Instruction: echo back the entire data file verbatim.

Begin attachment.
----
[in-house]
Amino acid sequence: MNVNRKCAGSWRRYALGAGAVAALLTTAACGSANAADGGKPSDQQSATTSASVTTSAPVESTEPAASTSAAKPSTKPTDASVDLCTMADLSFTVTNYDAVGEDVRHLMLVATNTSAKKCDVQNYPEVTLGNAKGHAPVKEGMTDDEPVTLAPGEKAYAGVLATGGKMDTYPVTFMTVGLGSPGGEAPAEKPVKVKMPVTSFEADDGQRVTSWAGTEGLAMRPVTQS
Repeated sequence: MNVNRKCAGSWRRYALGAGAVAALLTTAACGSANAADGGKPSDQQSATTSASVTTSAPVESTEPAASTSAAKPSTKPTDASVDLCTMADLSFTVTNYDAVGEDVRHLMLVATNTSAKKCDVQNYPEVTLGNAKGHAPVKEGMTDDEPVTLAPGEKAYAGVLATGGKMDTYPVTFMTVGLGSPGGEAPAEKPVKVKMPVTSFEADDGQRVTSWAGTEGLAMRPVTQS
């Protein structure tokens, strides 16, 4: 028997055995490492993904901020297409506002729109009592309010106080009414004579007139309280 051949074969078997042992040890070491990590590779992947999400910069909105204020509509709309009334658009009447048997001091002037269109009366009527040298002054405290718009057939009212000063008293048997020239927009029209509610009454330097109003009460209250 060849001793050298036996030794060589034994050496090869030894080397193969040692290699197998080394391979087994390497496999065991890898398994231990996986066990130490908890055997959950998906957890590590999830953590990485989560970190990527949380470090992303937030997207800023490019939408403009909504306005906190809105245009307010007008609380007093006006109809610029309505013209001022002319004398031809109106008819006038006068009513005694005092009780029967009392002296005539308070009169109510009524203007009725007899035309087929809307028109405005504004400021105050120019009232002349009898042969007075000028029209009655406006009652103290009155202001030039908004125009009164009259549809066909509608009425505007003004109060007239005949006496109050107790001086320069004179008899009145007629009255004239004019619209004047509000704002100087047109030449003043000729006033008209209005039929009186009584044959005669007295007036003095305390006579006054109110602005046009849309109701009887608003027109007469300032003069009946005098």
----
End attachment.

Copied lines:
[in-house]
Amino acid sequence: MNVNRKCAGSWRRYALGAGAVAALLTTAACGSANAADGGKPSDQQSATTSASVTTSAPVESTEPAASTSAAKPSTKPTDASVDLCTMADLSFTVTNYDAVGEDVRHLMLVATNTSAKKCDVQNYPEVTLGNAKGHAPVKEGMTDDEPVTLAPGEKAYAGVLATGGKMDTYPVTFMTVGLGSPGGEAPAEKPVKVKMPVTSFEADDGQRVTSWAGTEGLAMRPVTQS
Repeated sequence: MNVNRKCAGSWRRYALGAGAVAALLTTAACGSANAADGGKPSDQQSATTSASVTTSAPVESTEPAASTSAAKPSTKPTDASVDLCTMADLSFTVTNYDAVGEDVRHLMLVATNTSAKKCDVQNYPEVTLGNAKGHAPVKEGMTDDEPVTLAPGEKAYAGVLATGGKMDTYPVTFMTVGLGSPGGEAPAEKPVKVKMPVTSFEADDGQRVTSWAGTEGLAMRPVTQS
């Protein structure tokens, strides 16, 4: 028997055995490492993904901020297409506002729109009592309010106080009414004579007139309280 051949074969078997042992040890070491990590590779992947999400910069909105204020509509709309009334658009009447048997001091002037269109009366009527040298002054405290718009057939009212000063008293048997020239927009029209509610009454330097109003009460209250 060849001793050298036996030794060589034994050496090869030894080397193969040692290699197998080394391979087994390497496999065991890898398994231990996986066990130490908890055997959950998906957890590590999830953590990485989560970190990527949380470090992303937030997207800023490019939408403009909504306005906190809105245009307010007008609380007093006006109809610029309505013209001022002319004398031809109106008819006038006068009513005694005092009780029967009392002296005539308070009169109510009524203007009725007899035309087929809307028109405005504004400021105050120019009232002349009898042969007075000028029209009655406006009652103290009155202001030039908004125009009164009259549809066909509608009425505007003004109060007239005949006496109050107790001086320069004179008899009145007629009255004239004019619209004047509000704002100087047109030449003043000729006033008209209005039929009186009584044959005669007295007036003095305390006579006054109110602005046009849309109701009887608003027109007469300032003069009946005098």